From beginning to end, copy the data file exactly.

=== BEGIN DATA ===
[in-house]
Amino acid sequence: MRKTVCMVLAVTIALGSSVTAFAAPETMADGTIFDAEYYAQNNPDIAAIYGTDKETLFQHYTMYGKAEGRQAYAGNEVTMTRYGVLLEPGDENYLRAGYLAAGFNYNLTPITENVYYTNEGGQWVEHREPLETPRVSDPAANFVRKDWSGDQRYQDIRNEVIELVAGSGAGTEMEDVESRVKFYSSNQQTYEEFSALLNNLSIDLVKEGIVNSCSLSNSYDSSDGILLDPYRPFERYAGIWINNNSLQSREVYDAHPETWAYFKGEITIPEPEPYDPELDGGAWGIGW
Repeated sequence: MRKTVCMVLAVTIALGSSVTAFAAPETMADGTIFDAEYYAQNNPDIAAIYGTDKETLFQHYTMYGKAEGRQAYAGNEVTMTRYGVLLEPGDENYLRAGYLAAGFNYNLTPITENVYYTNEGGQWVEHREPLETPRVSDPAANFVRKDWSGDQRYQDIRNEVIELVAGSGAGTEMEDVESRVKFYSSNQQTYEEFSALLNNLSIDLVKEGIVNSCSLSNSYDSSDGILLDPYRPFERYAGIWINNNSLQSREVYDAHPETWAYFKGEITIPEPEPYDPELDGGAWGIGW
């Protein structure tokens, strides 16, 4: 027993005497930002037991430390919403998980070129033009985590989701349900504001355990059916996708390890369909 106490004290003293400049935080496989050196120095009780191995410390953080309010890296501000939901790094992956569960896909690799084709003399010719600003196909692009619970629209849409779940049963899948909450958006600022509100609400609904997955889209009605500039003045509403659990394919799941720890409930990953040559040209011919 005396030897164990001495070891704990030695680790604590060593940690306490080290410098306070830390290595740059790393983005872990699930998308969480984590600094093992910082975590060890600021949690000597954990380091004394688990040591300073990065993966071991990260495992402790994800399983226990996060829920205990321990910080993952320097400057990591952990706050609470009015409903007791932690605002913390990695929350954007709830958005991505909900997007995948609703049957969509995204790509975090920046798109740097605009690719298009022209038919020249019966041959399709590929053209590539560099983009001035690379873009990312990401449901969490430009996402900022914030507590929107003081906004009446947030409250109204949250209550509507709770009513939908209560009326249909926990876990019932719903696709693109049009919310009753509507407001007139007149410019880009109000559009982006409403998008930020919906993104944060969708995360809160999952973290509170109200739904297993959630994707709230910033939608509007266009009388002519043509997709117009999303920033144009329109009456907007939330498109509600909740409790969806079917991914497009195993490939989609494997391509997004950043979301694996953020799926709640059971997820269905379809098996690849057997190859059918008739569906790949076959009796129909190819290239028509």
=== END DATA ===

[in-house]
Amino acid sequence: MRKTVCMVLAVTIALGSSVTAFAAPETMADGTIFDAEYYAQNNPDIAAIYGTDKETLFQHYTMYGKAEGRQAYAGNEVTMTRYGVLLEPGDENYLRAGYLAAGFNYNLTPITENVYYTNEGGQWVEHREPLETPRVSDPAANFVRKDWSGDQRYQDIRNEVIELVAGSGAGTEMEDVESRVKFYSSNQQTYEEFSALLNNLSIDLVKEGIVNSCSLSNSYDSSDGILLDPYRPFERYAGIWINNNSLQSREVYDAHPETWAYFKGEITIPEPEPYDPELDGGAWGIGW
Repeated sequence: MRKTVCMVLAVTIALGSSVTAFAAPETMADGTIFDAEYYAQNNPDIAAIYGTDKETLFQHYTMYGKAEGRQAYAGNEVTMTRYGVLLEPGDENYLRAGYLAAGFNYNLTPITENVYYTNEGGQWVEHREPLETPRVSDPAANFVRKDWSGDQRYQDIRNEVIELVAGSGAGTEMEDVESRVKFYSSNQQTYEEFSALLNNLSIDLVKEGIVNSCSLSNSYDSSDGILLDPYRPFERYAGIWINNNSLQSREVYDAHPETWAYFKGEITIPEPEPYDPELDGGAWGIGW
């Protein structure tokens, strides 16, 4: 027993005497930002037991430390919403998980070129033009985590989701349900504001355990059916996708390890369909 106490004290003293400049935080496989050196120095009780191995410390953080309010890296501000939901790094992956569960896909690799084709003399010719600003196909692009619970629209849409779940049963899948909450958006600022509100609400609904997955889209009605500039003045509403659990394919799941720890409930990953040559040209011919 005396030897164990001495070891704990030695680790604590060593940690306490080290410098306070830390290595740059790393983005872990699930998308969480984590600094093992910082975590060890600021949690000597954990380091004394688990040591300073990065993966071991990260495992402790994800399983226990996060829920205990321990910080993952320097400057990591952990706050609470009015409903007791932690605002913390990695929350954007709830958005991505909900997007995948609703049957969509995204790509975090920046798109740097605009690719298009022209038919020249019966041959399709590929053209590539560099983009001035690379873009990312990401449901969490430009996402900022914030507590929107003081906004009446947030409250109204949250209550509507709770009513939908209560009326249909926990876990019932719903696709693109049009919310009753509507407001007139007149410019880009109000559009982006409403998008930020919906993104944060969708995360809160999952973290509170109200739904297993959630994707709230910033939608509007266009009388002519043509997709117009999303920033144009329109009456907007939330498109509600909740409790969806079917991914497009195993490939989609494997391509997004950043979301694996953020799926709640059971997820269905379809098996690849057997190859059918008739569906790949076959009796129909190819290239028509």